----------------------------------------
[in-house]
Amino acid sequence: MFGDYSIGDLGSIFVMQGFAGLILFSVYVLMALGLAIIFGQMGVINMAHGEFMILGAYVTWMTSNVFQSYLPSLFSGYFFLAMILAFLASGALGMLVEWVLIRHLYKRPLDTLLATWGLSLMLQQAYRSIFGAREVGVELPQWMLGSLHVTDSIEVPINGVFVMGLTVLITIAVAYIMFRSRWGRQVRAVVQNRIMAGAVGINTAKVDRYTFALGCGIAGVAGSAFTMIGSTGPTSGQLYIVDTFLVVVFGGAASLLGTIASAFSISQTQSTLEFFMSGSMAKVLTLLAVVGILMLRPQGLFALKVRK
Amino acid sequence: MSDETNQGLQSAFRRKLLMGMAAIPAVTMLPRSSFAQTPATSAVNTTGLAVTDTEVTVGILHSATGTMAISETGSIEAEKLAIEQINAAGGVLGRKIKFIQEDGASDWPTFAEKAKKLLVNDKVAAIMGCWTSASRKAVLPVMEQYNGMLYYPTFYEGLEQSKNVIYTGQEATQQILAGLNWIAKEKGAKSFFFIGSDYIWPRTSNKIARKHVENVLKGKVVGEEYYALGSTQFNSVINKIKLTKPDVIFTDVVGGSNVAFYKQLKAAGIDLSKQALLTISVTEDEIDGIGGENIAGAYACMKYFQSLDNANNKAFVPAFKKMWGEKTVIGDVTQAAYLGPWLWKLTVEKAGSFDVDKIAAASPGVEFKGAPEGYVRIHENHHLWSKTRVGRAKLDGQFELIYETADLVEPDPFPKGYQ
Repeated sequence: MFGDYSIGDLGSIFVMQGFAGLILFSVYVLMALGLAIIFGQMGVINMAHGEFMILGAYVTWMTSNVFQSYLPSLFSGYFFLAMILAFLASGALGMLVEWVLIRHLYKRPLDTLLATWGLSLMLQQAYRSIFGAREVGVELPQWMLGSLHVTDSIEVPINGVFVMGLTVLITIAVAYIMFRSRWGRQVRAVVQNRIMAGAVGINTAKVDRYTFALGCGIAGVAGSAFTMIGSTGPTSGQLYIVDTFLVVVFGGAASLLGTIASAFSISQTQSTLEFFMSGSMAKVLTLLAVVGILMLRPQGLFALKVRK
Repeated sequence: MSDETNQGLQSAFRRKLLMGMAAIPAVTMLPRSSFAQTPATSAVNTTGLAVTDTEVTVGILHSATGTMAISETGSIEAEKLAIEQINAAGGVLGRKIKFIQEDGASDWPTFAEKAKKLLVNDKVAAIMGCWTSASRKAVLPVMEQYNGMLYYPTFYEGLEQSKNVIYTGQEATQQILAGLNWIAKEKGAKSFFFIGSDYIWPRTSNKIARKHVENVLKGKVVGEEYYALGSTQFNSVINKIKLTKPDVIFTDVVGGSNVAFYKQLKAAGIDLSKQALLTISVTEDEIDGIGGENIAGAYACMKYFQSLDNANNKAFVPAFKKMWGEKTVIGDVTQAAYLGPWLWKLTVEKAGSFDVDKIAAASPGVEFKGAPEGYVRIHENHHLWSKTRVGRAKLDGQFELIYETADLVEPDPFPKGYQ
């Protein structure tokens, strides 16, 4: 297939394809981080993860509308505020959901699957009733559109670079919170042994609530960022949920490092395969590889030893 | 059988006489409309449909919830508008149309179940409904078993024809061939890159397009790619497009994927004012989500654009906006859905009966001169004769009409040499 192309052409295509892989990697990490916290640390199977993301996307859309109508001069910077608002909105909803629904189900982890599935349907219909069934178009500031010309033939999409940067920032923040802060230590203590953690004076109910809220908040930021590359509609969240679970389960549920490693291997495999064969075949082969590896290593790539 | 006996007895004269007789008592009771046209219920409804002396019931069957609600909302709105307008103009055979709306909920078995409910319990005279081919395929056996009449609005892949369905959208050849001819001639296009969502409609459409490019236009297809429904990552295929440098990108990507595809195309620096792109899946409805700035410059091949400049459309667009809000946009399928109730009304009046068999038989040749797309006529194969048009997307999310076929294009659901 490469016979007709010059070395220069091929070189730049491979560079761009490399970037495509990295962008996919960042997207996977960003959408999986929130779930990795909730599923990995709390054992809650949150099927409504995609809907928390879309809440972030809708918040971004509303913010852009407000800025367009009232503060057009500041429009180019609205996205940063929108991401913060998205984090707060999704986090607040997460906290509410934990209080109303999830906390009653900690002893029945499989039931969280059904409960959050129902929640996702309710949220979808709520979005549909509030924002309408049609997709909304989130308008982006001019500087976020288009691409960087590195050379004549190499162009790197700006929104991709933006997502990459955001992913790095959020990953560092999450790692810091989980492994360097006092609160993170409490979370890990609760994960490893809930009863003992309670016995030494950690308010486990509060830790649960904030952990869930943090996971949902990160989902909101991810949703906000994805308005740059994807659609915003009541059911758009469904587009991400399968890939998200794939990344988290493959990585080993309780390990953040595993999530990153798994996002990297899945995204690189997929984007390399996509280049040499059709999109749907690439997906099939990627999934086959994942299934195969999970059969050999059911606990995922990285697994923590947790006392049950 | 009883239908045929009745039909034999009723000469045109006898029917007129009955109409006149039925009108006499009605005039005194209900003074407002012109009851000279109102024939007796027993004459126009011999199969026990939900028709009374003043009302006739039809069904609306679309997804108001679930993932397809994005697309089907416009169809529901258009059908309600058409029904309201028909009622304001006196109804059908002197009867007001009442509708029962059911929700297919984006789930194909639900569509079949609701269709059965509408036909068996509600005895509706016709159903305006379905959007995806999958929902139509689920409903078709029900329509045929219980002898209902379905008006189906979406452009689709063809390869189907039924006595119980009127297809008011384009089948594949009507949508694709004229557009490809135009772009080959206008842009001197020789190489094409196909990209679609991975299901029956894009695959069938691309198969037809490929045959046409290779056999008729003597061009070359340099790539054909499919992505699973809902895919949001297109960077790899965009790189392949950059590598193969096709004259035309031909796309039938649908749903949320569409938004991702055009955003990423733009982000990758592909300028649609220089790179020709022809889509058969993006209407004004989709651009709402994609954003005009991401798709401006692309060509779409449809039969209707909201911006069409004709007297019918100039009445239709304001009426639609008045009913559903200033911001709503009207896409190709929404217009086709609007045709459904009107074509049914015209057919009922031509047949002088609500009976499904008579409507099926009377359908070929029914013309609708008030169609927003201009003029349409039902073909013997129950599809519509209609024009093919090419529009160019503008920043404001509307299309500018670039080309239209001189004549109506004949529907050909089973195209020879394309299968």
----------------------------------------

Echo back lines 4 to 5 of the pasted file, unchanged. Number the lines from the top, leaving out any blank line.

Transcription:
Repeated sequence: MFGDYSIGDLGSIFVMQGFAGLILFSVYVLMALGLAIIFGQMGVINMAHGEFMILGAYVTWMTSNVFQSYLPSLFSGYFFLAMILAFLASGALGMLVEWVLIRHLYKRPLDTLLATWGLSLMLQQAYRSIFGAREVGVELPQWMLGSLHVTDSIEVPINGVFVMGLTVLITIAVAYIMFRSRWGRQVRAVVQNRIMAGAVGINTAKVDRYTFALGCGIAGVAGSAFTMIGSTGPTSGQLYIVDTFLVVVFGGAASLLGTIASAFSISQTQSTLEFFMSGSMAKVLTLLAVVGILMLRPQGLFALKVRK
Repeated sequence: MSDETNQGLQSAFRRKLLMGMAAIPAVTMLPRSSFAQTPATSAVNTTGLAVTDTEVTVGILHSATGTMAISETGSIEAEKLAIEQINAAGGVLGRKIKFIQEDGASDWPTFAEKAKKLLVNDKVAAIMGCWTSASRKAVLPVMEQYNGMLYYPTFYEGLEQSKNVIYTGQEATQQILAGLNWIAKEKGAKSFFFIGSDYIWPRTSNKIARKHVENVLKGKVVGEEYYALGSTQFNSVINKIKLTKPDVIFTDVVGGSNVAFYKQLKAAGIDLSKQALLTISVTEDEIDGIGGENIAGAYACMKYFQSLDNANNKAFVPAFKKMWGEKTVIGDVTQAAYLGPWLWKLTVEKAGSFDVDKIAAASPGVEFKGAPEGYVRIHENHHLWSKTRVGRAKLDGQFELIYETADLVEPDPFPKGYQ